Happy HolidaySs Giveaway - Winners Re-Re-Re-Re-Drawn - 24 hours to Claim!

Get your HBT Growlers, Shirts and Membership before the Rush!


Home Brew Forums > Home Brewing Beer > Fermentation & Yeast > Yeast Starters
Reply
 
LinkBack Thread Tools
Old 12-31-2010, 03:33 AM   #1
noreaster40s
Feedback Score: 0 reviews
Recipes 
 
Join Date: Oct 2008
Posts: 93
Default Yeast Starters

I've been brewing pretty steady for a couple years now and am still learning. During all that time I've never used a yeast starter. I brew in 5 gallon batches both extract and all grain and have been using mostly liquid yeasts. I've often wondered about using a yeast starter but from what I've read I shouldn't need to for 5 gallon batches as long as it's not a real high gravity beer.

So what does everyone else do and why? Do most of you use starters just to be sure everything is ok? I don't believe I've had any issues with my fermentation that I'm aware of so am wondering if I should even worry about this. Thanks.

__________________
noreaster40s is offline
 
Reply With Quote Quick reply to this message
Old 12-31-2010, 03:54 AM   #2
Scut_Monkey
Feedback Score: 0 reviews
Recipes 
 
Join Date: Jan 2009
Location: Pittsburgh, Pennsylvania
Posts: 2,685
Liked 13 Times on 13 Posts

Default

Anytime I'm using liquid yeast I use a starter. I find that I get a faster starting ferment and a cleaner beer in the end. The main reason I use them are to increase the cell count to the proper pitching level. Additionally, you will find that the viability of a vial of yeast drops relatively quickly. A starter counteracts this. The best source for determining pitching rates and if you need is a starter is below.

http://www.mrmalty.com/calc/calc.html

__________________
Scut_Monkey is offline
 
Reply With Quote Quick reply to this message
Old 12-31-2010, 02:19 PM   #3
DrawTap88
Feedback Score: 0 reviews
Recipes 
 
Join Date: Jan 2010
Location: Joliet, IL
Posts: 1,074
Liked 9 Times on 9 Posts
Likes Given: 10

Default

+1 to everything Scut Monkey said. Another advantage of using a starter is to help control esters and/or beer flavors. With my hefe's I've been doing a proper starter with the calculations at mrmalty.com and not getting the flavors I want, so now I can fiddle around with the pitch rate to see if I can get the flavor I want by "beating up on the yeast count."

__________________

Fermenting: Nothing
Secondary: Nothing
Bottled: Oatmeal Porter, Double Chocolate Chipotle Porter
Kegged: IPA, Red Rye

DrawTap88 is offline
 
Reply With Quote Quick reply to this message
Old 01-08-2011, 07:32 PM   #4
noreaster40s
Feedback Score: 0 reviews
Recipes 
 
Join Date: Oct 2008
Posts: 93
Default

OK, I did my first starter the other day. After 24 hours I put it in the 'fridge and the yeast settled to the bottom of the jug. Today I'm brewing and took it out to warm up to room temp while I brewed. In the process of warming up it the wort that was on top became cloudy again, almost like the yeast started working again. Is this normal? I'm just going to pour the whole starter in the brew wort once it's cooled down enough. This shouldn't be a problem, should it? Thanks.

__________________
noreaster40s is offline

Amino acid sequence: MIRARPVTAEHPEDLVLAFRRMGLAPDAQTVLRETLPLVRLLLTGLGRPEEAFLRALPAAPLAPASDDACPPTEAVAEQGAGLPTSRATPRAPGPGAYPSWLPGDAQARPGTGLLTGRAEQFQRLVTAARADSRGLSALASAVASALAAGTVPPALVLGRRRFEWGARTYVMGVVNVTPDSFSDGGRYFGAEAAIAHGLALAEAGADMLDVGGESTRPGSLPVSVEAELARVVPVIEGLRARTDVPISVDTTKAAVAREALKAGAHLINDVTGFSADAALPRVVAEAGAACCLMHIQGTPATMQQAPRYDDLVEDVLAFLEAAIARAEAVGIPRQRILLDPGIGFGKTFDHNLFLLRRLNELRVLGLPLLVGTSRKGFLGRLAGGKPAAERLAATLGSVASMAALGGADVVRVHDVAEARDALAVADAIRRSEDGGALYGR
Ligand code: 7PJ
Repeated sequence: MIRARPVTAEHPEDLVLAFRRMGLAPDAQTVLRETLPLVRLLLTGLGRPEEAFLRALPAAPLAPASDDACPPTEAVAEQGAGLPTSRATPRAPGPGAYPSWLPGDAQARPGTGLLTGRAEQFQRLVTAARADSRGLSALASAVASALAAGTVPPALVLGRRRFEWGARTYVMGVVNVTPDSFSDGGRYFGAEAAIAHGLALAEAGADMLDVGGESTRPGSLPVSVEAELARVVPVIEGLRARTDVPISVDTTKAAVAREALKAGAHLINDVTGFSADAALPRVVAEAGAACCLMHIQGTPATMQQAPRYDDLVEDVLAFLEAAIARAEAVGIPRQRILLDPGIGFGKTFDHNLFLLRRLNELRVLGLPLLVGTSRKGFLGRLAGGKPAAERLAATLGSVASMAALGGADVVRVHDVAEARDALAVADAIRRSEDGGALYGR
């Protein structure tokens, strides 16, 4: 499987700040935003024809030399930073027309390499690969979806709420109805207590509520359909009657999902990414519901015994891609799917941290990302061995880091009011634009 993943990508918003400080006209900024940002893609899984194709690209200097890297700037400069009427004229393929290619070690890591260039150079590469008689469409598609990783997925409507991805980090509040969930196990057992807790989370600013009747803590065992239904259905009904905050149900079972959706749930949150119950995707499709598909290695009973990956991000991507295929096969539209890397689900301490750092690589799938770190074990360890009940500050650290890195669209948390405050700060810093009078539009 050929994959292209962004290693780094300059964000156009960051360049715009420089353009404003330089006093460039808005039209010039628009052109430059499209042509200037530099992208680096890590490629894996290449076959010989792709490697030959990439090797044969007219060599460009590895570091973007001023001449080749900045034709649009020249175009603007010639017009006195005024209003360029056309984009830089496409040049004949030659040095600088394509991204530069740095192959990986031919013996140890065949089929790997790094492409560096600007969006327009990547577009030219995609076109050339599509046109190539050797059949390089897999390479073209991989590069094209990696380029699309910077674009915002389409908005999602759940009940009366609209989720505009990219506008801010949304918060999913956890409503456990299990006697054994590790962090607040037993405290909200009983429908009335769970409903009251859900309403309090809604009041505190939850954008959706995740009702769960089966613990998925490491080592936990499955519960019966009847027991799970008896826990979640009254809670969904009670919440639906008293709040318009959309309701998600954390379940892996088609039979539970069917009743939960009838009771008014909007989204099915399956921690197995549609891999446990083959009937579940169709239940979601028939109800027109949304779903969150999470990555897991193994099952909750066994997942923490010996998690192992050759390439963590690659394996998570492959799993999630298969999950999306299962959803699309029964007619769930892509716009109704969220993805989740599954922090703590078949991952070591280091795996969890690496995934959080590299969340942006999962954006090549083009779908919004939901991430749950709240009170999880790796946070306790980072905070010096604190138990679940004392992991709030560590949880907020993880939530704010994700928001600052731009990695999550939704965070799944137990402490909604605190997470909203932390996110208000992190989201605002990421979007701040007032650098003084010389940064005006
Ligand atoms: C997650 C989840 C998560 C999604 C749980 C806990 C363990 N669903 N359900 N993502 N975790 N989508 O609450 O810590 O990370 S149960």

Reply With Quote Quick reply to this message
Old 01-08-2011, 10:48 PM   #5
DrawTap88
Feedback Score: 0 reviews
Recipes 
 
Join Date: Jan 2010
Location: Joliet, IL
Posts: 1,074
Liked 9 Times on 9 Posts
Likes Given: 10

Default

No problems at all there. You are correct in that the yeast started working again.

__________________

Fermenting: Nothing
Secondary: Nothing
Bottled: Oatmeal Porter, Double Chocolate Chipotle Porter
Kegged: IPA, Red Rye

DrawTap88 is offline
 
Reply With Quote Quick reply to this message
Old 01-09-2011, 01:49 AM   #6
BeernuT100
Feedback Score: 0 reviews
Recipes 
 
Join Date: Oct 2008
Location: Conway, AR
Posts: 216
Liked 1 Times on 1 Posts
Likes Given: 14

Default

Tells us that you should have given it more time to grow. My starters will stay on the stir plate a minimum of 24 and max of 48.

-bn

__________________
Quote:
Originally Posted by Laughing_Gnome_Invisible View Post
You can save on toilet paper by using both sides.
BeernuT100 is offline
 
Reply With Quote Quick reply to this message
Old 01-09-2011, 01:36 PM   #7
noreaster40s
Feedback Score: 0 reviews
Recipes 
 
Join Date: Oct 2008
Posts: 93
Default

I did let it grow for 24 hours before putting it in the 'fridge and sloshed it around a few times to make sure it had oxygen. Yesterday I poured the whole thing into the wort. This morning not alot is happening but I think it's because I over cooled the wort with my chiller yesterday and it's been cool in the house. (Maybe 66 degrees or so). I can see the yeast on the bottom of the fermentor so I'm going to give it a stir and put the fermentor closer to a warmer spot to warm it up some. I think it'll be ok.

__________________
noreaster40s is offline
 
Reply With Quote Quick reply to this message
Reply



Quick Reply
Message:
Options
Thread Tools


Similar Threads
Thread Thread Starter Forum Replies Last Post
6 month old LME for yeast starters Pivzavod Fermentation & Yeast 1 03-13-2010 05:53 PM
Mr. Malty and yeast starters Dave258 Fermentation & Yeast 13 01-22-2010 07:07 PM
Big-ass yeast starters beltbuckle Fermentation & Yeast 9 10-09-2009 06:13 PM
Yeast Starters - When to pitch theacolyte Fermentation & Yeast 1 10-04-2009 06:59 PM
Yeast Starters, a must for certain styles? Graeme Fermentation & Yeast 10 09-17-2009 11:23 PM



Newest Threads

LATEST SPONSOR DEALS